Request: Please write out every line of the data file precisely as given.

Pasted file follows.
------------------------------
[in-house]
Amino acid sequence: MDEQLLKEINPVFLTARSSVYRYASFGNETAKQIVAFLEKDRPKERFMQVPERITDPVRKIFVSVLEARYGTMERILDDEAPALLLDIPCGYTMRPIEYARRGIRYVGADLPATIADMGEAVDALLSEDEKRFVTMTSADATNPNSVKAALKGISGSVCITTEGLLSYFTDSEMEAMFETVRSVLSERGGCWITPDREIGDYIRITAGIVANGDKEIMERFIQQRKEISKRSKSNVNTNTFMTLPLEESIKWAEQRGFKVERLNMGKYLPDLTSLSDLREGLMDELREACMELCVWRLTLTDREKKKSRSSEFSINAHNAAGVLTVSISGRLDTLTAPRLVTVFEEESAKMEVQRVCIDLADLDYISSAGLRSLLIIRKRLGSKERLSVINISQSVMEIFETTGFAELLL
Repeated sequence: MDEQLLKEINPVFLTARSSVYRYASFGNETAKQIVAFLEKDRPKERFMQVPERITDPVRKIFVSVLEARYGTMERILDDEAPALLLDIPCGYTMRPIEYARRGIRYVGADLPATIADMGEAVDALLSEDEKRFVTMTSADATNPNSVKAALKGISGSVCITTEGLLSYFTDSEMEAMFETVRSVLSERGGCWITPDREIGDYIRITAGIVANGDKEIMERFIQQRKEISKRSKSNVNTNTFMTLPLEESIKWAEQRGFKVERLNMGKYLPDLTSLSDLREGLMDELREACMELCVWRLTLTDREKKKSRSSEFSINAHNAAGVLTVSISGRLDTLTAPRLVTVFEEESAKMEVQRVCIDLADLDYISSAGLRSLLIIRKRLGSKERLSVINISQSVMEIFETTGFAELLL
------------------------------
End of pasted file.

[in-house]
Amino acid sequence: MDEQLLKEINPVFLTARSSVYRYASFGNETAKQIVAFLEKDRPKERFMQVPERITDPVRKIFVSVLEARYGTMERILDDEAPALLLDIPCGYTMRPIEYARRGIRYVGADLPATIADMGEAVDALLSEDEKRFVTMTSADATNPNSVKAALKGISGSVCITTEGLLSYFTDSEMEAMFETVRSVLSERGGCWITPDREIGDYIRITAGIVANGDKEIMERFIQQRKEISKRSKSNVNTNTFMTLPLEESIKWAEQRGFKVERLNMGKYLPDLTSLSDLREGLMDELREACMELCVWRLTLTDREKKKSRSSEFSINAHNAAGVLTVSISGRLDTLTAPRLVTVFEEESAKMEVQRVCIDLADLDYISSAGLRSLLIIRKRLGSKERLSVINISQSVMEIFETTGFAELLL
Repeated sequence: MDEQLLKEINPVFLTARSSVYRYASFGNETAKQIVAFLEKDRPKERFMQVPERITDPVRKIFVSVLEARYGTMERILDDEAPALLLDIPCGYTMRPIEYARRGIRYVGADLPATIADMGEAVDALLSEDEKRFVTMTSADATNPNSVKAALKGISGSVCITTEGLLSYFTDSEMEAMFETVRSVLSERGGCWITPDREIGDYIRITAGIVANGDKEIMERFIQQRKEISKRSKSNVNTNTFMTLPLEESIKWAEQRGFKVERLNMGKYLPDLTSLSDLREGLMDELREACMELCVWRLTLTDREKKKSRSSEFSINAHNAAGVLTVSISGRLDTLTAPRLVTVFEEESAKMEVQRVCIDLADLDYISSAGLRSLLIIRKRLGSKERLSVINISQSVMEIFETTGFAELLL